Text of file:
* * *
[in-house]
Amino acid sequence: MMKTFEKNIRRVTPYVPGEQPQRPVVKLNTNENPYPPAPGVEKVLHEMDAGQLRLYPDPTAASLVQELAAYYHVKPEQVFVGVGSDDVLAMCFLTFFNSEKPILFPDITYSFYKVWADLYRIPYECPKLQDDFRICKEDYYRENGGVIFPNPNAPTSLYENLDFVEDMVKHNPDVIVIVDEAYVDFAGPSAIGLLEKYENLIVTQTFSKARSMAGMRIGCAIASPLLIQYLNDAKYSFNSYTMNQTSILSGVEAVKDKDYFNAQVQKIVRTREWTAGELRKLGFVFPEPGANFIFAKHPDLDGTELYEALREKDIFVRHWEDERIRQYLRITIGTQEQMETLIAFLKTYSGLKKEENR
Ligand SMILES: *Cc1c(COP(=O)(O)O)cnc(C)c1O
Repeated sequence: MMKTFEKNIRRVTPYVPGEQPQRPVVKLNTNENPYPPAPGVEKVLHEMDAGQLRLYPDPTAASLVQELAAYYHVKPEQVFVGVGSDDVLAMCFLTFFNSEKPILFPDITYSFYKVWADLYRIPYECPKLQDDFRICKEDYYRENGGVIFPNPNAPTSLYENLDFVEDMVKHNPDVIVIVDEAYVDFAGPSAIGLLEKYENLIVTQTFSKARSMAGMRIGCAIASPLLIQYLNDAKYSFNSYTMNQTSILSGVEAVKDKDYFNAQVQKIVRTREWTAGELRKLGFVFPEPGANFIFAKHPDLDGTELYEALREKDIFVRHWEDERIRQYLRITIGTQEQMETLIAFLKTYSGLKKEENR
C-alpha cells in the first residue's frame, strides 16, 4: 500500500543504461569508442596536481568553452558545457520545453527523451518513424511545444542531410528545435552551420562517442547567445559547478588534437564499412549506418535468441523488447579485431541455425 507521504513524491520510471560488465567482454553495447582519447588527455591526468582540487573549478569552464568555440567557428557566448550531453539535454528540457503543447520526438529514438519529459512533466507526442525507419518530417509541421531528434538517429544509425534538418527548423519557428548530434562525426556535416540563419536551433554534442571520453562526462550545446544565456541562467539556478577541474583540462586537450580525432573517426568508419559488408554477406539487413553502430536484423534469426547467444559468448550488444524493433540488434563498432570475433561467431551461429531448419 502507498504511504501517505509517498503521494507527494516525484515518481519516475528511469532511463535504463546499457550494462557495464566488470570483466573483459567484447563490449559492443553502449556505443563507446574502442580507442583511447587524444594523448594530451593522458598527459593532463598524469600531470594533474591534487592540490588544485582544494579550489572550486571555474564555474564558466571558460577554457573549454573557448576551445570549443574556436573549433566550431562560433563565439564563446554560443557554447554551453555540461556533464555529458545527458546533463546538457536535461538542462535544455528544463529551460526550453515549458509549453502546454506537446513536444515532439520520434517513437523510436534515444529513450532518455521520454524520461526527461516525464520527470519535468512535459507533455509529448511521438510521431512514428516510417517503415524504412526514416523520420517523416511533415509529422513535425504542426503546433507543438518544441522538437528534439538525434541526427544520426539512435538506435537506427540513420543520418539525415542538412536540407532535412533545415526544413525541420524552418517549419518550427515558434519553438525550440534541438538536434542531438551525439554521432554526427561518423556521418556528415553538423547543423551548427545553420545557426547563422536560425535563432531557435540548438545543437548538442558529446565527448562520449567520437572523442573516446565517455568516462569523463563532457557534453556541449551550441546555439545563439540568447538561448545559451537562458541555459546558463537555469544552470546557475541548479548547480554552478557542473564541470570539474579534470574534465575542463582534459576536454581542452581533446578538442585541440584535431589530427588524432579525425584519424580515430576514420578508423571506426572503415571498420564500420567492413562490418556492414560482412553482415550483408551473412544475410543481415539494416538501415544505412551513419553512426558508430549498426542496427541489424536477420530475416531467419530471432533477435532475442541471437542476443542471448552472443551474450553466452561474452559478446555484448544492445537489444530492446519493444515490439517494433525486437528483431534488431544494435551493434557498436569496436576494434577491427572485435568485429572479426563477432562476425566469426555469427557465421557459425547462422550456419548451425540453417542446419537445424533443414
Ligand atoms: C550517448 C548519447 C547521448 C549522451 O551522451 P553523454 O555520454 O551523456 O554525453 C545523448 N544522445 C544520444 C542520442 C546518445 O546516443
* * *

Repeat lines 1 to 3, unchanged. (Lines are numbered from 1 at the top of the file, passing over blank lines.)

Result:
[in-house]
Amino acid sequence: MMKTFEKNIRRVTPYVPGEQPQRPVVKLNTNENPYPPAPGVEKVLHEMDAGQLRLYPDPTAASLVQELAAYYHVKPEQVFVGVGSDDVLAMCFLTFFNSEKPILFPDITYSFYKVWADLYRIPYECPKLQDDFRICKEDYYRENGGVIFPNPNAPTSLYENLDFVEDMVKHNPDVIVIVDEAYVDFAGPSAIGLLEKYENLIVTQTFSKARSMAGMRIGCAIASPLLIQYLNDAKYSFNSYTMNQTSILSGVEAVKDKDYFNAQVQKIVRTREWTAGELRKLGFVFPEPGANFIFAKHPDLDGTELYEALREKDIFVRHWEDERIRQYLRITIGTQEQMETLIAFLKTYSGLKKEENR
Ligand SMILES: *Cc1c(COP(=O)(O)O)cnc(C)c1O